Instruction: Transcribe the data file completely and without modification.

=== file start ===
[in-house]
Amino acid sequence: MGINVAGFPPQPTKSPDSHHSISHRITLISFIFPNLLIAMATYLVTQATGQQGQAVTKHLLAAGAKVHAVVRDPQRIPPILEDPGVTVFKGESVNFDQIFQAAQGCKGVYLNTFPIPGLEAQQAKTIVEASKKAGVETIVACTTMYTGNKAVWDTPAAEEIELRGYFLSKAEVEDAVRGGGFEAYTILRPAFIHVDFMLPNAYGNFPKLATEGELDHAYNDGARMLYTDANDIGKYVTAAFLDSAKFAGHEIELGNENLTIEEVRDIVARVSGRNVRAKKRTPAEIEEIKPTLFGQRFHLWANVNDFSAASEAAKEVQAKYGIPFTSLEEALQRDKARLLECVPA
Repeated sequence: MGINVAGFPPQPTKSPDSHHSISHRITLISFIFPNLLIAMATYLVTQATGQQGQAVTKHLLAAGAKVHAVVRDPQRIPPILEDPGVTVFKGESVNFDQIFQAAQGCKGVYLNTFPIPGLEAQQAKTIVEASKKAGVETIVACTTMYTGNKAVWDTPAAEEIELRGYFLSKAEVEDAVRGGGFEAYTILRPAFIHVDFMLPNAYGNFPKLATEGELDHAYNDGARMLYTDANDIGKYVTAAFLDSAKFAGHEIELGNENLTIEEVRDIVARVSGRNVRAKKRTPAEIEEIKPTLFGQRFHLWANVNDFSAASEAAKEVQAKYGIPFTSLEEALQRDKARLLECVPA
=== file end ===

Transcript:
[in-house]
Amino acid sequence: MGINVAGFPPQPTKSPDSHHSISHRITLISFIFPNLLIAMATYLVTQATGQQGQAVTKHLLAAGAKVHAVVRDPQRIPPILEDPGVTVFKGESVNFDQIFQAAQGCKGVYLNTFPIPGLEAQQAKTIVEASKKAGVETIVACTTMYTGNKAVWDTPAAEEIELRGYFLSKAEVEDAVRGGGFEAYTILRPAFIHVDFMLPNAYGNFPKLATEGELDHAYNDGARMLYTDANDIGKYVTAAFLDSAKFAGHEIELGNENLTIEEVRDIVARVSGRNVRAKKRTPAEIEEIKPTLFGQRFHLWANVNDFSAASEAAKEVQAKYGIPFTSLEEALQRDKARLLECVPA
Repeated sequence: MGINVAGFPPQPTKSPDSHHSISHRITLISFIFPNLLIAMATYLVTQATGQQGQAVTKHLLAAGAKVHAVVRDPQRIPPILEDPGVTVFKGESVNFDQIFQAAQGCKGVYLNTFPIPGLEAQQAKTIVEASKKAGVETIVACTTMYTGNKAVWDTPAAEEIELRGYFLSKAEVEDAVRGGGFEAYTILRPAFIHVDFMLPNAYGNFPKLATEGELDHAYNDGARMLYTDANDIGKYVTAAFLDSAKFAGHEIELGNENLTIEEVRDIVARVSGRNVRAKKRTPAEIEEIKPTLFGQRFHLWANVNDFSAASEAAKEVQAKYGIPFTSLEEALQRDKARLLECVPA